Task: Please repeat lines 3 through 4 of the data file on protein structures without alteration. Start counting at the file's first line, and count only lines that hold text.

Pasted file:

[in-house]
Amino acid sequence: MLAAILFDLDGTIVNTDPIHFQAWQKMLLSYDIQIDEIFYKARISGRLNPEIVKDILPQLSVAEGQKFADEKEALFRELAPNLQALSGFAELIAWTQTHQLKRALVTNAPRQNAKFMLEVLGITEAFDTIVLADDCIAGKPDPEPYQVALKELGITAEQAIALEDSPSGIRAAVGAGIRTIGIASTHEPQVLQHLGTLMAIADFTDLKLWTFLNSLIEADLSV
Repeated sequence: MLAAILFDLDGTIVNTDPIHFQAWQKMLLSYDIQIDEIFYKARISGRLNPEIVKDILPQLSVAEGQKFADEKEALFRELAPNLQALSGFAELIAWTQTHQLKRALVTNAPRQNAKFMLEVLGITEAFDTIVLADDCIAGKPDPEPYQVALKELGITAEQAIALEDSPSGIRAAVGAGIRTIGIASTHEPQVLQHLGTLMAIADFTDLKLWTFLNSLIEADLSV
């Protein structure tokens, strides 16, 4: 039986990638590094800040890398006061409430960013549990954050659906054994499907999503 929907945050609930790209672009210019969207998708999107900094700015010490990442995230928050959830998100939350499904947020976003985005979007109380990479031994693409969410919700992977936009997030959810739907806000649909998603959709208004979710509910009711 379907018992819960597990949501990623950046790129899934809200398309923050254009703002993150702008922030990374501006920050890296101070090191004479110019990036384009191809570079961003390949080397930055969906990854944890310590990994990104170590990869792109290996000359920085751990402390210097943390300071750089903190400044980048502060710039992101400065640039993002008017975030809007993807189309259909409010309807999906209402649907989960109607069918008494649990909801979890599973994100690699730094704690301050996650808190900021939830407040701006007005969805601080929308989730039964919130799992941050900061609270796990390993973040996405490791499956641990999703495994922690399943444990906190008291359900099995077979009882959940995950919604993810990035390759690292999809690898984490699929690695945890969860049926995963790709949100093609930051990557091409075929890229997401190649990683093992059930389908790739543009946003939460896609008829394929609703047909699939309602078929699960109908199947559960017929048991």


Repeated sequence: MLAAILFDLDGTIVNTDPIHFQAWQKMLLSYDIQIDEIFYKARISGRLNPEIVKDILPQLSVAEGQKFADEKEALFRELAPNLQALSGFAELIAWTQTHQLKRALVTNAPRQNAKFMLEVLGITEAFDTIVLADDCIAGKPDPEPYQVALKELGITAEQAIALEDSPSGIRAAVGAGIRTIGIASTHEPQVLQHLGTLMAIADFTDLKLWTFLNSLIEADLSV
């Protein structure tokens, strides 16, 4: 039986990638590094800040890398006061409430960013549990954050659906054994499907999503 929907945050609930790209672009210019969207998708999107900094700015010490990442995230928050959830998100939350499904947020976003985005979007109380990479031994693409969410919700992977936009997030959810739907806000649909998603959709208004979710509910009711 379907018992819960597990949501990623950046790129899934809200398309923050254009703002993150702008922030990374501006920050890296101070090191004479110019990036384009191809570079961003390949080397930055969906990854944890310590990994990104170590990869792109290996000359920085751990402390210097943390300071750089903190400044980048502060710039992101400065640039993002008017975030809007993807189309259909409010309807999906209402649907989960109607069918008494649990909801979890599973994100690699730094704690301050996650808190900021939830407040701006007005969805601080929308989730039964919130799992941050900061609270796990390993973040996405490791499956641990999703495994922690399943444990906190008291359900099995077979009882959940995950919604993810990035390759690292999809690898984490699929690695945890969860049926995963790709949100093609930051990557091409075929890229997401190649990683093992059930389908790739543009946003939460896609008829394929609703047909699939309602078929699960109908199947559960017929048991």